“With my dress down I could not move half a block,” It was so with thousands of women; the thousand few who did not turn back when they had started out. Thus women were seen to cross in front of THE SUN office and at many of the busiest corners up town. But all the women in the streets assembled together would have made a small showing. They are said to be much averse to staying in, but they stayed in as a rule yesterday. At half past 10 o’clock not a dozen stores on Fulton street in this city, had opened for business. Men were making wild efforts to clean the walks, only to see each shovelful of snow blown back upon them and piled against the doors again.
“Have the girls come?” an employer asked of his partner. “Girls!” said the porter: “I have not seen a woman blow through Fulton street since I’ve been here.”
I know I for one have a tendency to romanticize those hoop skirts and corsets and hook-and-eye boots and whatnot, but the fact is that for centuries, the link between women’s clothing and their oppression in society was undeniable — they were physically limited by the social limits of propriety in fashion, making even the most basic of tasks near impossible. Shorter, looser dresses, pants, less restrictive undergarments, less ridiculous hats, easier hairstyles, and more practical shoes were things women actually fought for and which took years to turn around (let’s not forget how revolutionary Coco Chanel was at her time) — and a conservative newspaper’s recognition of the “imbecilic” design of petticoats fascinated me here. I also was surprised by their choice to blame of women’s required fashion (and to dismiss those requirements as idiotic!) rather than their inherent laziness/smallness/immorality/stupidity/whatever usual excuses to explain their staying in — there just was no respectable or possible option other than to stay in when the weather was bad, and everyone accepted that as fact. (Though perhaps the male writer was just excited to have a reason to express a frustration he’d met with petticoats in the past? Wink wink, nudge nudge.)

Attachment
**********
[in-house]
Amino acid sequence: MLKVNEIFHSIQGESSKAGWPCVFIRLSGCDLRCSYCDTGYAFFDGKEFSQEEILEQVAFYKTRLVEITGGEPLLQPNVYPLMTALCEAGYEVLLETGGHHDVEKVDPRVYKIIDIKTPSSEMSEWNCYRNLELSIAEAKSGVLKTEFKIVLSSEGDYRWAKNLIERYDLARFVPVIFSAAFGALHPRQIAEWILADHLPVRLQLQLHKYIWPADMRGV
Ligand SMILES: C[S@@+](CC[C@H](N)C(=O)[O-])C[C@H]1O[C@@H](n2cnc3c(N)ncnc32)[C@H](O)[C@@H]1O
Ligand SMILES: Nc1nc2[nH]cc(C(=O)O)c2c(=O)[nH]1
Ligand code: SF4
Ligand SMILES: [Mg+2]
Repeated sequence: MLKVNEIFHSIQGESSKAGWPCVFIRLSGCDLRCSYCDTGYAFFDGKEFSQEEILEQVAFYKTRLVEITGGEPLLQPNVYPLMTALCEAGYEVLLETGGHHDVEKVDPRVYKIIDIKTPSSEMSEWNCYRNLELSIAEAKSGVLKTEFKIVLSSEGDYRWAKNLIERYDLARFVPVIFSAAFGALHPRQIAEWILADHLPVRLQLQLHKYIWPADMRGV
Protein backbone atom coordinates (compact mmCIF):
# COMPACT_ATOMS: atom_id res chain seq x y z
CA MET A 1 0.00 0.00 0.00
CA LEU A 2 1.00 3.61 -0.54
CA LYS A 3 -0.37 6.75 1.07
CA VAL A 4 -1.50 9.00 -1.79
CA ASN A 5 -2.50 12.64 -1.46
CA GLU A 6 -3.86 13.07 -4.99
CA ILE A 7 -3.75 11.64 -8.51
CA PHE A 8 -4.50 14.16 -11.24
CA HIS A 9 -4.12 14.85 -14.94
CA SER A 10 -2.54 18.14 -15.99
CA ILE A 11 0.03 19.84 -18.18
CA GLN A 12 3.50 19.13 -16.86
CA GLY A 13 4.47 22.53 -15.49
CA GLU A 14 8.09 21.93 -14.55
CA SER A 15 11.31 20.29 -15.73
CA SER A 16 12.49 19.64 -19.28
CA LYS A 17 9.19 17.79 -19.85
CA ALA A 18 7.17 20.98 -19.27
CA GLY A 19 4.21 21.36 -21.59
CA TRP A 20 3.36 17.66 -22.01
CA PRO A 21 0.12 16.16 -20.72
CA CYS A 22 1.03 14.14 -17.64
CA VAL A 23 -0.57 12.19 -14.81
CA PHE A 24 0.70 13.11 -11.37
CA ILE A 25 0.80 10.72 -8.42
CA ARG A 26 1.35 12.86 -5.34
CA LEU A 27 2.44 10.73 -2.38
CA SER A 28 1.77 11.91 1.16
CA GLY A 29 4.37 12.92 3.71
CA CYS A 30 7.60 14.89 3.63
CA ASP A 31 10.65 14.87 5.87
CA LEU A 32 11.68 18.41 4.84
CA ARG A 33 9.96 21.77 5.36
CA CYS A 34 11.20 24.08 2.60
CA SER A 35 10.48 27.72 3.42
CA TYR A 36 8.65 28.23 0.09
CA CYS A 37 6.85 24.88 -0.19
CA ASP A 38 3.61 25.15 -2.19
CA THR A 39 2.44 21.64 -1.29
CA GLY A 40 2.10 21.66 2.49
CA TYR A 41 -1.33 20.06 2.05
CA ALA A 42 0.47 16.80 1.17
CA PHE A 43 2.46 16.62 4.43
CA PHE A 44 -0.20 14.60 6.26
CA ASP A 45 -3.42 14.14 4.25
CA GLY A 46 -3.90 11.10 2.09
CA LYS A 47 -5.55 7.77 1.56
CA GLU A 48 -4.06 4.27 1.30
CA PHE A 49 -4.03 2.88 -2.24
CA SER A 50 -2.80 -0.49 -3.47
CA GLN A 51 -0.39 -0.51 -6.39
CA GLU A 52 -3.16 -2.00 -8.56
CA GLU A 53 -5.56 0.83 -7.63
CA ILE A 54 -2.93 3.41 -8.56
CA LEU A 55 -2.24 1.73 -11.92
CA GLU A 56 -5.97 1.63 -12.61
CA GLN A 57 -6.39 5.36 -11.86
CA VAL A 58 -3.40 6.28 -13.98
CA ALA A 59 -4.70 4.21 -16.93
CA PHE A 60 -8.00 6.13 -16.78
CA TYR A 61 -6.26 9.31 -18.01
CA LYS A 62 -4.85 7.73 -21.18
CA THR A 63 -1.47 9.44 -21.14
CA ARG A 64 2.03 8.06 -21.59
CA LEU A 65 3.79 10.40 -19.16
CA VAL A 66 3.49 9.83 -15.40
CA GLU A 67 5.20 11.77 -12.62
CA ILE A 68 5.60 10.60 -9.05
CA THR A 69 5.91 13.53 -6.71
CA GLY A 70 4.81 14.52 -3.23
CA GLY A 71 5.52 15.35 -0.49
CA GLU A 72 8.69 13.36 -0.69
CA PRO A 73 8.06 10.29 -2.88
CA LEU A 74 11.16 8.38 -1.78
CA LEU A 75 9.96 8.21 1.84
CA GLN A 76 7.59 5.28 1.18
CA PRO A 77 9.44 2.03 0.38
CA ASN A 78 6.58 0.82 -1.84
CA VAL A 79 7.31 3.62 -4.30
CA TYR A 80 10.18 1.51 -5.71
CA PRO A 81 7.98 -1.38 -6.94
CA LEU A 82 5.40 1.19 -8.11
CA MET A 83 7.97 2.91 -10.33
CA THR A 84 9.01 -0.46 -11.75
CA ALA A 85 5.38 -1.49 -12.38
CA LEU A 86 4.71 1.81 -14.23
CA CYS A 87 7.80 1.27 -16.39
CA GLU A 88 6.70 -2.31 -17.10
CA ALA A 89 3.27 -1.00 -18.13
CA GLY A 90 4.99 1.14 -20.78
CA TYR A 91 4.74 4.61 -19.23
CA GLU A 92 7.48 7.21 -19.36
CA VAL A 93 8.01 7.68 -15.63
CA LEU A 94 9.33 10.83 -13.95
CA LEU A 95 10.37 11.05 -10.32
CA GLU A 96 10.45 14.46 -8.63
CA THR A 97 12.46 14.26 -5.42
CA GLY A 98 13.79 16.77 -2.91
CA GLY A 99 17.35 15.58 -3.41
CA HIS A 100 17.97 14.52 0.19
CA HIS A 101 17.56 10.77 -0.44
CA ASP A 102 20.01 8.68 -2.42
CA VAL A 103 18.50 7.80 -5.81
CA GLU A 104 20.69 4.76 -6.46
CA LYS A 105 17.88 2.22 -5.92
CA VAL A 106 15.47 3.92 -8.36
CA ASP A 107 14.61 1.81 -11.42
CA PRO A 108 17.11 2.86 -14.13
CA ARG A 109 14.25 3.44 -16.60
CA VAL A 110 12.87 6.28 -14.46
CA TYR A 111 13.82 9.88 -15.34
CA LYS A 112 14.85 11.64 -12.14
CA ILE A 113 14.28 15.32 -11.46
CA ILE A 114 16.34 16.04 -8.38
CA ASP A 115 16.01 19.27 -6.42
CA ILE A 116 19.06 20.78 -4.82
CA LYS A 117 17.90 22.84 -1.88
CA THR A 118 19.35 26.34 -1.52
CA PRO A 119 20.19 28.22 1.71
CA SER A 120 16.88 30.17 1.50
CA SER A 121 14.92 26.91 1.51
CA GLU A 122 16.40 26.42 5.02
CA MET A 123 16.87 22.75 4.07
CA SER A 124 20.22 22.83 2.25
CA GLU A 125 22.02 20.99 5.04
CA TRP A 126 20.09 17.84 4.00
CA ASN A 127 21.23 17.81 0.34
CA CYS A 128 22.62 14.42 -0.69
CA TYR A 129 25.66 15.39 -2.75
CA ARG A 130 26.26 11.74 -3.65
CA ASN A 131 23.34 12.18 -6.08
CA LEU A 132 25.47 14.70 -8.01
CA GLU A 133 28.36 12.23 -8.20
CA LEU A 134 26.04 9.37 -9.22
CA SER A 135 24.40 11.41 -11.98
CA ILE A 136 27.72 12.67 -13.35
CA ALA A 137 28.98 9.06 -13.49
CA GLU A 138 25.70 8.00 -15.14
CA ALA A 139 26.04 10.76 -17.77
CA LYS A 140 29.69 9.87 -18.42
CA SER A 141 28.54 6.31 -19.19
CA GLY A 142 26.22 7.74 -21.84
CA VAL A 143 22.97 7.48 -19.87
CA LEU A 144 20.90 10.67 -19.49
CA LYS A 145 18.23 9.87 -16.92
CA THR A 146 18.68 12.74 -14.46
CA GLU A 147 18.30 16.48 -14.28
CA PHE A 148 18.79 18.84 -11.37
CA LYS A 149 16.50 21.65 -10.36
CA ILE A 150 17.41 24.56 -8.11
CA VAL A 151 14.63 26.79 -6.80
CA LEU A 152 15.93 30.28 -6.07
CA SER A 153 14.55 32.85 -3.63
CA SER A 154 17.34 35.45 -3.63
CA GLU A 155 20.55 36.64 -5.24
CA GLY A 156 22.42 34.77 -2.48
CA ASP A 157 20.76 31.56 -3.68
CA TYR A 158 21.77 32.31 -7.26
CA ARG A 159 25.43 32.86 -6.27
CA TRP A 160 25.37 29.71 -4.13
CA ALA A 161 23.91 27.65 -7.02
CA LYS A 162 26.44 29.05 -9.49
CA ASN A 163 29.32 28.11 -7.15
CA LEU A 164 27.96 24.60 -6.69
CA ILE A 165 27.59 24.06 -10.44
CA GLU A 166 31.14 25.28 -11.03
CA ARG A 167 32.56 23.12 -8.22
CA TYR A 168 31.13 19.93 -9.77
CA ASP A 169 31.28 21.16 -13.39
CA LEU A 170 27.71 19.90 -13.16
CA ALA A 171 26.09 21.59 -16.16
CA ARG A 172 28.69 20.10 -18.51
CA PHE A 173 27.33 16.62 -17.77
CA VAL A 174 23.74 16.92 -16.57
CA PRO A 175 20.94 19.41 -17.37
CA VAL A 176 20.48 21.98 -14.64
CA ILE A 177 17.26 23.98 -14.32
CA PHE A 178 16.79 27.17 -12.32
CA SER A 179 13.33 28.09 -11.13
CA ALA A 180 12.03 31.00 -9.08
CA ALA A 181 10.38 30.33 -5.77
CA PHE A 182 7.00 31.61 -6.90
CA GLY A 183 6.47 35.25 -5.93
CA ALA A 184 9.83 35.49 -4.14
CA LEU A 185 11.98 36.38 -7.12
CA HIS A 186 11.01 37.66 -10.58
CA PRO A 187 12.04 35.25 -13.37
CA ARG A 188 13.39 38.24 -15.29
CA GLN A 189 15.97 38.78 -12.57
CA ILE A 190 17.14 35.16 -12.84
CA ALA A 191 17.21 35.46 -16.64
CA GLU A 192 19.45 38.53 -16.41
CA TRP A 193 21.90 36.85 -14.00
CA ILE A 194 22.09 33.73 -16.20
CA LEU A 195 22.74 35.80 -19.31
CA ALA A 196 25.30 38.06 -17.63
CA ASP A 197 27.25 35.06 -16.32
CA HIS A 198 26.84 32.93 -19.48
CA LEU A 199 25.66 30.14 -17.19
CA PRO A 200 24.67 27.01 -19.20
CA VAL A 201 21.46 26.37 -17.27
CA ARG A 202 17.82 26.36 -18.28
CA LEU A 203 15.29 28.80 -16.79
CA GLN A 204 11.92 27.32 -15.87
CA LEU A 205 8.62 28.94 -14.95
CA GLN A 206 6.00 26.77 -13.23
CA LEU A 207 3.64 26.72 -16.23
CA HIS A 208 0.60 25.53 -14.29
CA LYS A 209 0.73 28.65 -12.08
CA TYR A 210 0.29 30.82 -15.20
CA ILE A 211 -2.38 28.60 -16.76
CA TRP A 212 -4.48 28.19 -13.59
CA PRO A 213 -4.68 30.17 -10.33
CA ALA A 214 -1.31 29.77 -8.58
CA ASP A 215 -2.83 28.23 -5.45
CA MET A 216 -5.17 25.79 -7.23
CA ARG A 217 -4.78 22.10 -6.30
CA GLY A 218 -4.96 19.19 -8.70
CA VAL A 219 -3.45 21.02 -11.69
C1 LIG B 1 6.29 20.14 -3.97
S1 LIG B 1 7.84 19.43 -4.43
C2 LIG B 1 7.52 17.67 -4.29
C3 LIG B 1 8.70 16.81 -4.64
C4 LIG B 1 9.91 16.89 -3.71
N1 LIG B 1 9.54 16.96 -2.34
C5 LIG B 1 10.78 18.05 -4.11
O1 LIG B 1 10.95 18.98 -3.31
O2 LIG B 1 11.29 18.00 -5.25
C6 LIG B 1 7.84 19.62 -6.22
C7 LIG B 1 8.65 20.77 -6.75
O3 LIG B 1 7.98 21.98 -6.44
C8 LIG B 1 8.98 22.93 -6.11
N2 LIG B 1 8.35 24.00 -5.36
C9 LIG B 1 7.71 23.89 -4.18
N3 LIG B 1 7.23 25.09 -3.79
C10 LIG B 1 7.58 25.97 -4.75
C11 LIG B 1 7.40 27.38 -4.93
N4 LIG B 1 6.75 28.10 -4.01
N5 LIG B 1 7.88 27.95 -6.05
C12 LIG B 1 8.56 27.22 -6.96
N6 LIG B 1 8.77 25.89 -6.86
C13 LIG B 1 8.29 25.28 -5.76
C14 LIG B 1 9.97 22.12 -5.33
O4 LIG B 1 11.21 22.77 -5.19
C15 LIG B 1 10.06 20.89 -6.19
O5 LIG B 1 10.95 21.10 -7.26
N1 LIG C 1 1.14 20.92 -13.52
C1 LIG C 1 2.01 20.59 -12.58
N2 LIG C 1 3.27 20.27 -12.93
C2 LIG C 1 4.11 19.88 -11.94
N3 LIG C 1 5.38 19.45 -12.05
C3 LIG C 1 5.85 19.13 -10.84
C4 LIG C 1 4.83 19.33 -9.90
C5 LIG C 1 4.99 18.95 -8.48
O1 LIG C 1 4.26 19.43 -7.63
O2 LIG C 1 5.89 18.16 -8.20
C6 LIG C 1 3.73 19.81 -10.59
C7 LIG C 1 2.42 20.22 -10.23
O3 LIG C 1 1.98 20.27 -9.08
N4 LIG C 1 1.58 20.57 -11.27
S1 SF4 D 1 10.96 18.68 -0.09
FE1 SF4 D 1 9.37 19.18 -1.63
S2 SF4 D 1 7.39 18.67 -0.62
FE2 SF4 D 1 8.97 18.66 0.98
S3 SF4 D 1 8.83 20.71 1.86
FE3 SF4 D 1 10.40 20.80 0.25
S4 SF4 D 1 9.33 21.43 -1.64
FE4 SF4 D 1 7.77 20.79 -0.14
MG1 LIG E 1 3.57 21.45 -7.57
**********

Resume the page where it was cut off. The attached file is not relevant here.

Point: I’m pretty psyched about my jeans and combat boots today, and would also like to extend a personal thank-you to my Rodarte-for-OC sweatshirt. You were worth the money.
More gothy fin-de-siècle decadence, and then I swear I’ll lay off it for a bit. I love these Harry Clarke illustrations from Swinburne’s poetry, yanked from Journey Round my Skull, which is also my latest Google reader addition/obsession. (Vintage + unusual book covers and illustrations? Hell yes.)
Equally gorgeous, intricate, and creepy (often in a sort of Aubrey-Beardsley-and-Edward-Gorey-illuminating-some-medieval-text way) are his illustrations for Edgar Allen Poe ,Hans Christian Andersson’s fairy tales, and (perhaps creepiest of all) Goethe’s Faust. He was apparently also known for his intricate stained glass.
And to go with it, naturally, some epicly depressing and awesome Swinburne (side note, former college friends: anyone else remember part of this being written in some bathroom stall in the library? OH THE DRAMA.)
We are not sure of sorrow,
And joy was never sure;
To-day will die to-morrow;
Time stoops to no man’s lure;
And love, grown faint and fretful,
With lips but half regretful
Sighs, and with eyes forgetful
Weeps that no loves endure.
From too much love of living,
From hope and fear set free,
We thank with brief thanksgiving
Whatever gods may be
That no life lives for ever;
That dead men rise up never;
That even the weariest river
Winds somewhere safe to sea.